The weeks leading up to the June election, have seen two terrorist outrages – the bombing of Ariana Grande concert in Manchester, and then the murderous spree on London Bridge. These attacks shock, sicken, anger and bewilder us. Their purpose is to multiply the hatred and violence of the original attack, to cause mistrust and fear and increase retaliatory hate-crimes. The spiral fuels a story about Western hostility to Islam. It is important that we in the UK do not fall into this world-view, which belongs to demonically-twisted version of Islamic faith.
The New Testament offers this insight into the struggle with evil:
‘Our battle is not against flesh and blood, but against the spiritual power and principalities, the forces of wickedness in the heavenly places’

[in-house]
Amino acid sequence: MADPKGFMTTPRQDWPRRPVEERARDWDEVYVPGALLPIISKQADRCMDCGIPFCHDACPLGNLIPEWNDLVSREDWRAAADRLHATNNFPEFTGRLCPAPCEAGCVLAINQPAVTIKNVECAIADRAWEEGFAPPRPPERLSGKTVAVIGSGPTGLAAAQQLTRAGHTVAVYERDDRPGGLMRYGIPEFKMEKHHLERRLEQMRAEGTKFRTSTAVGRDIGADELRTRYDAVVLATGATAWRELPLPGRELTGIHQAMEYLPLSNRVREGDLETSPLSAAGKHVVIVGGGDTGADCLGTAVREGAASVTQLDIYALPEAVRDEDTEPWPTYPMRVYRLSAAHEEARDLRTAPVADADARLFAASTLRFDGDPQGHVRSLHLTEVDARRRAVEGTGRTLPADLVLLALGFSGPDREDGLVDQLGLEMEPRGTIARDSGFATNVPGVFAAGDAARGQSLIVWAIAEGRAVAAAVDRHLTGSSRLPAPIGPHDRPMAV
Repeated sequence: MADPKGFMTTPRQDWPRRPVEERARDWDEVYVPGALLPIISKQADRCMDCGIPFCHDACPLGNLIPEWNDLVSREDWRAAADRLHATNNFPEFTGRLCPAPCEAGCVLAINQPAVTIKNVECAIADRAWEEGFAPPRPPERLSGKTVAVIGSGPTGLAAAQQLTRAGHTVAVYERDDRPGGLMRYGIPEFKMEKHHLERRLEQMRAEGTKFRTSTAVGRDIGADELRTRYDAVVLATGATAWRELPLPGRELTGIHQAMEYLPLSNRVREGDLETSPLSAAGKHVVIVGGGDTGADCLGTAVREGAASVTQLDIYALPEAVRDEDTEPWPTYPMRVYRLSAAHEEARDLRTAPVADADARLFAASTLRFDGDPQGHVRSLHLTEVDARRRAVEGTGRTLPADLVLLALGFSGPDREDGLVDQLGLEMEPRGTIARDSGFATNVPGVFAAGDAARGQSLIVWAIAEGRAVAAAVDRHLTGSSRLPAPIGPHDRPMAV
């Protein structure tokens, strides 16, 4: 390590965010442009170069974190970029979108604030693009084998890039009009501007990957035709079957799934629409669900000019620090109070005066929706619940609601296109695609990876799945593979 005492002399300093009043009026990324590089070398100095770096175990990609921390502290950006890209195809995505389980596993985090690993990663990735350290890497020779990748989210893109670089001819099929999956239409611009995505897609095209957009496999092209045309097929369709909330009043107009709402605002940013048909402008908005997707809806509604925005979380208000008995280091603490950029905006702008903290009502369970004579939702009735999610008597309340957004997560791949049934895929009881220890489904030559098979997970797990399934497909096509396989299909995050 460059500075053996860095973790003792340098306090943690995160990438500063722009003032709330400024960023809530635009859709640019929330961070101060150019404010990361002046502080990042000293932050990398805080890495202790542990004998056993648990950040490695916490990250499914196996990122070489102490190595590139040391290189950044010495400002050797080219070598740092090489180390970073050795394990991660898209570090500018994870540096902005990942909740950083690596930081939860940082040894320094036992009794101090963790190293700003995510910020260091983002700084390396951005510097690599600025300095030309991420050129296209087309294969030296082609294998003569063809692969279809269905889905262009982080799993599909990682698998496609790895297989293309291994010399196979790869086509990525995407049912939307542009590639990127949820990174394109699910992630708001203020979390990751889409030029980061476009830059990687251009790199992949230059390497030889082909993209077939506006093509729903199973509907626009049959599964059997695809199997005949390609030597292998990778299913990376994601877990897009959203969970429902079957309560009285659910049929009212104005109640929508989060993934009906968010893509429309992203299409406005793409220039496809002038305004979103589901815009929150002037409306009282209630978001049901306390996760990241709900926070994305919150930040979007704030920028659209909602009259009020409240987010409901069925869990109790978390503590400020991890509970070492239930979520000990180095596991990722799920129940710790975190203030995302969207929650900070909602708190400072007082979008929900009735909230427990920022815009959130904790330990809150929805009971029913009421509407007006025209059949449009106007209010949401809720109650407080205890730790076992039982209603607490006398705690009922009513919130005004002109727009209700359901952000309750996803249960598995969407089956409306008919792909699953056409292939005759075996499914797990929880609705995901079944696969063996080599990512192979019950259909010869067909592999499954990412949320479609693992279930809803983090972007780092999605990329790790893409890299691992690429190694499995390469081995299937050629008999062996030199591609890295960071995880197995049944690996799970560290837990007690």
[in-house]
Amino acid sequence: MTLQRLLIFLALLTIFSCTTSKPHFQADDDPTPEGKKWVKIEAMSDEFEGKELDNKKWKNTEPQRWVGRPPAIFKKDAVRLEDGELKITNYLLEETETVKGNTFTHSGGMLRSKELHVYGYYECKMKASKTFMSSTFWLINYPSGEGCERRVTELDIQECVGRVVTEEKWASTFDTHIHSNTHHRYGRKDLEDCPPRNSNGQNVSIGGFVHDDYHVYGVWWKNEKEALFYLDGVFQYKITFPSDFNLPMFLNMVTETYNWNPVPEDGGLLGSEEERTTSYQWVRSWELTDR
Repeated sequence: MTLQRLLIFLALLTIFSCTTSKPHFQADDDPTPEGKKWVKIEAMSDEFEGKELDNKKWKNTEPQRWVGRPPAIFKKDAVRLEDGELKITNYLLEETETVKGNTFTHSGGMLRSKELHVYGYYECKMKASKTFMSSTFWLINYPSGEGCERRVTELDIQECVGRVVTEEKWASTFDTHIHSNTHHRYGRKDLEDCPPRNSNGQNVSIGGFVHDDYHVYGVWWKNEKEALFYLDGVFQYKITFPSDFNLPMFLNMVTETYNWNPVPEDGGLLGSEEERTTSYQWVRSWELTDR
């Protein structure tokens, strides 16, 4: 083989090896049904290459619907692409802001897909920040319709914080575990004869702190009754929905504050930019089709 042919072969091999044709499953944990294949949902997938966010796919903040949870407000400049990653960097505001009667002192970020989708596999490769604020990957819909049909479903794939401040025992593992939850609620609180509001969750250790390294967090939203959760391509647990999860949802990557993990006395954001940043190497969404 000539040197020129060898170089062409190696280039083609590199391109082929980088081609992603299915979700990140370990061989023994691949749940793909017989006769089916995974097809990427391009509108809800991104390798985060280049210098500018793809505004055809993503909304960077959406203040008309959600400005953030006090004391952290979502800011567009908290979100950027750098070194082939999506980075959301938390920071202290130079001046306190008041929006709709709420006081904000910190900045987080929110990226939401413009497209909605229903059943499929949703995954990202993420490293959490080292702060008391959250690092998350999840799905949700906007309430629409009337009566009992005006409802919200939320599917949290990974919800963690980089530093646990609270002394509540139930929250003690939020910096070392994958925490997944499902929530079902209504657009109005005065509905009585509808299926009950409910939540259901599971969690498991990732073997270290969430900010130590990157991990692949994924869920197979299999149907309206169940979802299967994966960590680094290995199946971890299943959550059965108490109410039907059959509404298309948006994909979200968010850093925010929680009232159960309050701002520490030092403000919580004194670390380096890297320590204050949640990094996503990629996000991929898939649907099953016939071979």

Part of what this means is that the things we cannot see – ideas, motivations, stories about religious and cultural identity, are more powerful in causing and continuing harm than the things that we can see. A terrorist can be ‘taken out’, an ideology that produces terrorists is much harder to ‘neutralize’.
Like me, I am sure you are grateful for the courage and skill of our security services and police – for their continual vigilance in foiling terrorist plots, and their rapid response when an attack ‘gets through’. We surely can’t do without them in these turbulent times. But it remains true that a bigger battle is fought in a subtler way – and all of us are involved.
Amidst awfulness of what has happened, I have been hugely encouraged and moved by stories of heroism, of compassion and generosity of so many ordinary people in Manchester and London during and after the attacks.
However menacing the threat of terror, we have good reason to believe that good conquers evil, and every encouragement to align our lives with good. We have to pray and act with simple kindness for a just, generous, loving and open society – one which gives the lie to the story the terrorists want to tell, and want us to believe also.